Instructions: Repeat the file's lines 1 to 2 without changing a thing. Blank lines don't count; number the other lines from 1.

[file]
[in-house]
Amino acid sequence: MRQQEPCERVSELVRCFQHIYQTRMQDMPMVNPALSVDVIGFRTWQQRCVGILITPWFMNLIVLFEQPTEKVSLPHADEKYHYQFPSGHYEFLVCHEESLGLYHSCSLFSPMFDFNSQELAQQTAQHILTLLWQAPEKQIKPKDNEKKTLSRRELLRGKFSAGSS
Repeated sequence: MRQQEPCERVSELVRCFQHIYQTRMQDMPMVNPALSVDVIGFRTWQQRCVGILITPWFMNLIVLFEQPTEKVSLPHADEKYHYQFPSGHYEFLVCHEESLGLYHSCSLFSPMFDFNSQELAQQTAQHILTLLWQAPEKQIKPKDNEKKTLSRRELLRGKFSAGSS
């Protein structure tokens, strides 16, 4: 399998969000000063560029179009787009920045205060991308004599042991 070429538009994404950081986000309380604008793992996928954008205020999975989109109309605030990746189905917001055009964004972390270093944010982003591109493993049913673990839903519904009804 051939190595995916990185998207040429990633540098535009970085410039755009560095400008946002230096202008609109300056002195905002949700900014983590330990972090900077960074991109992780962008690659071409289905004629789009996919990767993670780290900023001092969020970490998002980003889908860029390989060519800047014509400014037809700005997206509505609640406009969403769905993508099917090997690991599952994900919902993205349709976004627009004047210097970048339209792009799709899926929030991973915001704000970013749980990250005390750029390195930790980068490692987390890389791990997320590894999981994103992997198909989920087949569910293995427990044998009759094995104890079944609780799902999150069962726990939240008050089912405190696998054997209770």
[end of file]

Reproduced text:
[in-house]
Amino acid sequence: MRQQEPCERVSELVRCFQHIYQTRMQDMPMVNPALSVDVIGFRTWQQRCVGILITPWFMNLIVLFEQPTEKVSLPHADEKYHYQFPSGHYEFLVCHEESLGLYHSCSLFSPMFDFNSQELAQQTAQHILTLLWQAPEKQIKPKDNEKKTLSRRELLRGKFSAGSS